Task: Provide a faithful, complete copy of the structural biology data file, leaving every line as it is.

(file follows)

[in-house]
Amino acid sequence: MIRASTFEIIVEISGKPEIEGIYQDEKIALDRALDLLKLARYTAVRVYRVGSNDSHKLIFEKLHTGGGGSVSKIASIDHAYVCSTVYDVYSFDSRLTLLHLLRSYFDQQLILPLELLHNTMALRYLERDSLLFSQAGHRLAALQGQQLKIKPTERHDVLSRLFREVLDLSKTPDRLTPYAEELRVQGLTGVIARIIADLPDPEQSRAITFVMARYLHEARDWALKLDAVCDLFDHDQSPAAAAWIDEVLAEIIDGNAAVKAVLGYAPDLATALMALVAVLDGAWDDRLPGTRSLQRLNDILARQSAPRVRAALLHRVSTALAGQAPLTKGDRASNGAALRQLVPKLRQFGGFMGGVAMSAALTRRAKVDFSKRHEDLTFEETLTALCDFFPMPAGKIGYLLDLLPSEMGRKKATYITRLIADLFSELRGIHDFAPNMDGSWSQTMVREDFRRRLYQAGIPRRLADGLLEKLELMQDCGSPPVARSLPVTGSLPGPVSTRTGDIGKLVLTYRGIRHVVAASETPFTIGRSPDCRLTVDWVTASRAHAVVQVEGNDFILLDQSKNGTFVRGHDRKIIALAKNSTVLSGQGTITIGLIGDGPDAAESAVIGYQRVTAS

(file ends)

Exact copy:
[in-house]
Amino acid sequence: MIRASTFEIIVEISGKPEIEGIYQDEKIALDRALDLLKLARYTAVRVYRVGSNDSHKLIFEKLHTGGGGSVSKIASIDHAYVCSTVYDVYSFDSRLTLLHLLRSYFDQQLILPLELLHNTMALRYLERDSLLFSQAGHRLAALQGQQLKIKPTERHDVLSRLFREVLDLSKTPDRLTPYAEELRVQGLTGVIARIIADLPDPEQSRAITFVMARYLHEARDWALKLDAVCDLFDHDQSPAAAAWIDEVLAEIIDGNAAVKAVLGYAPDLATALMALVAVLDGAWDDRLPGTRSLQRLNDILARQSAPRVRAALLHRVSTALAGQAPLTKGDRASNGAALRQLVPKLRQFGGFMGGVAMSAALTRRAKVDFSKRHEDLTFEETLTALCDFFPMPAGKIGYLLDLLPSEMGRKKATYITRLIADLFSELRGIHDFAPNMDGSWSQTMVREDFRRRLYQAGIPRRLADGLLEKLELMQDCGSPPVARSLPVTGSLPGPVSTRTGDIGKLVLTYRGIRHVVAASETPFTIGRSPDCRLTVDWVTASRAHAVVQVEGNDFILLDQSKNGTFVRGHDRKIIALAKNSTVLSGQGTITIGLIGDGPDAAESAVIGYQRVTAS